For the most part I enjoyed the trek and it showed me how people can lead a life of subsistance without electricity and all working as a village. I'm sure by now that the places I visited would have gift shops and Coca Cola for sale. You know your off the beaten path when you arrive somewhere and they don't have Coca Cola!!
Fondest memory: One of my cool memories of the whole trek is the kids!! I just love the kids. Really curious and always smiling! Sometimes shy..but just happy to be kids!
After our junior guide finished talking with the locals they took us to a big hut to eat. As we entered the hut there were already a bunch of locals seated at the table and someone said something and they all got up and left! Hmmm then they motioned for us to sit down. I felt kind of funny about the situation as I don't like people to move out of the way for me! But we all sat down and I was kind of waiting for them to take the plates and bowls away. But they didn't! They brought more rice and some vegetables and a more water rice soup and but on the same plates that the people were just using. A couple of us in the group looked each other in the eye...LOL Hmm.. Ok I was pretty hungry so I ate up my portions. We all ate without complaining.
After eating we were taken to another hut that had bamboo slat beds which was better than sleeping on mud floor as we were fairly high in elevation and it was quite cold!
We wondered where the rest of the group had gone ...Did they take the wrong trail? Of course not we did. How will be able to find them again? It didn't really matter to me as long as they were safe. I was having a blast! After a good night sleep we woke up to a beautiful sunrise. And had some rice on "clean" plates for breakfast and as we were getting ready to start out on the trail or #1 guide came running over the hill. They had stayed in a different village the night before and as we were'nt there he figured that we would be at this village. It was only about 45 minutes away. The village we stayed in actually had some sort of road going to it and there were 2 pickup trucks in the village. I made us feel to close to civilization. hahaa
Well after the guys with guns turned out to be friendly we continued up the hill with just half of the group as the other half were really struggling. We came to a fork in the trail and we were hiking with the 2nd guide and we asked him which way? hmm 50/50 chance and guess what he was wrong! At the time we didn't know it but we were on the wrong path! We had hiked for about 45 minutes then sat down to wait for the rest of the group. As Night time approached we didn't think the other group was going to come this way and we hadn't seen a village for a while so we decided to continue on the path hoping to stumble across another village and just as we couln't see anymore due to darkness we did find a village! Our junior guide didn't speak the local dialect very well but he could speak enough to let the people in the village know that we needed/wanted to eat and have some place to lay down and sleep.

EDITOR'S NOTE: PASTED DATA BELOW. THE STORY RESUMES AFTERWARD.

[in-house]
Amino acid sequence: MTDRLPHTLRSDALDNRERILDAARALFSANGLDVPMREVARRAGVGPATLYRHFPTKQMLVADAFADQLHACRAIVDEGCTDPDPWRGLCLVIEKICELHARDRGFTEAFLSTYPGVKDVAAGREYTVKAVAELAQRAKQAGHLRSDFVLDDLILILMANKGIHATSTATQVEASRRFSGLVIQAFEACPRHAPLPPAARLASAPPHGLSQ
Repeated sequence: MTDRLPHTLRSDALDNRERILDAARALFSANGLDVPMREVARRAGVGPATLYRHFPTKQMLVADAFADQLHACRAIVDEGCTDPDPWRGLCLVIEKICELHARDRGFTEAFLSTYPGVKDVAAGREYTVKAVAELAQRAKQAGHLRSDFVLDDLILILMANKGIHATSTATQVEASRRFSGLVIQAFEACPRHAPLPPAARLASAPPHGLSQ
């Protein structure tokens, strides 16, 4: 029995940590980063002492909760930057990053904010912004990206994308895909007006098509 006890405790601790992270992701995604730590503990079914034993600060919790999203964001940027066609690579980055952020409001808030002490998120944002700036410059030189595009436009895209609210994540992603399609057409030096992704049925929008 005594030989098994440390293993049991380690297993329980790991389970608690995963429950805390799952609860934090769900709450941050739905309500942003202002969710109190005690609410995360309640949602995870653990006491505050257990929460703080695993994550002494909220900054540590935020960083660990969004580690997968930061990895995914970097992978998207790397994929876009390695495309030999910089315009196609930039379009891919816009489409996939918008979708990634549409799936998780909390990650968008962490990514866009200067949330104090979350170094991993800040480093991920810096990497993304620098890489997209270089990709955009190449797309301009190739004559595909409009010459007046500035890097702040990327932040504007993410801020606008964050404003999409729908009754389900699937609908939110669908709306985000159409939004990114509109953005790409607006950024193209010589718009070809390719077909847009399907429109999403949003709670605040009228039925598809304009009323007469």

Fondest memory: This picture is taken right before sunset on that night! If you go on a trek make sure someone has a flashlight!!
The next day we visited a couple villages that had were interesting as alot of people were busy working so we could witness how hard they were working getting their jobs done. There was a couple guys making boards from raw trees by hand with a big blade. Another guy had just returned from the forest catching songbirds that he would transport to Chiang Mai to sell in the market. Some of the women were doing some of the cross stitch work. There were people working in the fields. We stopped and talked (through our guide) with a few of the people. They were real nice and all took a few moments to chat with us and explain what they were doing.
Fondest memory: The guy in the picture would use a set of sticks with very sticky tree sap spread out on the surface and in the middle he would attach a female bird with a small string. And then the whole thing would be attached to a very long bamboo pole and he would take it to the forest where the female bird would attract boyfriends but when they landed on the sticky wood they would be stuck and then he would keep doing the process all over again until he had enough birds to sell. Quite ingenous! I thought.
Favorite thing: On our second night at the Lisu village where we got to have fun with the New Year Celebration we got deluxe beds!! Little strips of bamboo that were quite uneven and it took my back a little while to get used to it but it was better than sleeping on the mud floor like we did the night before.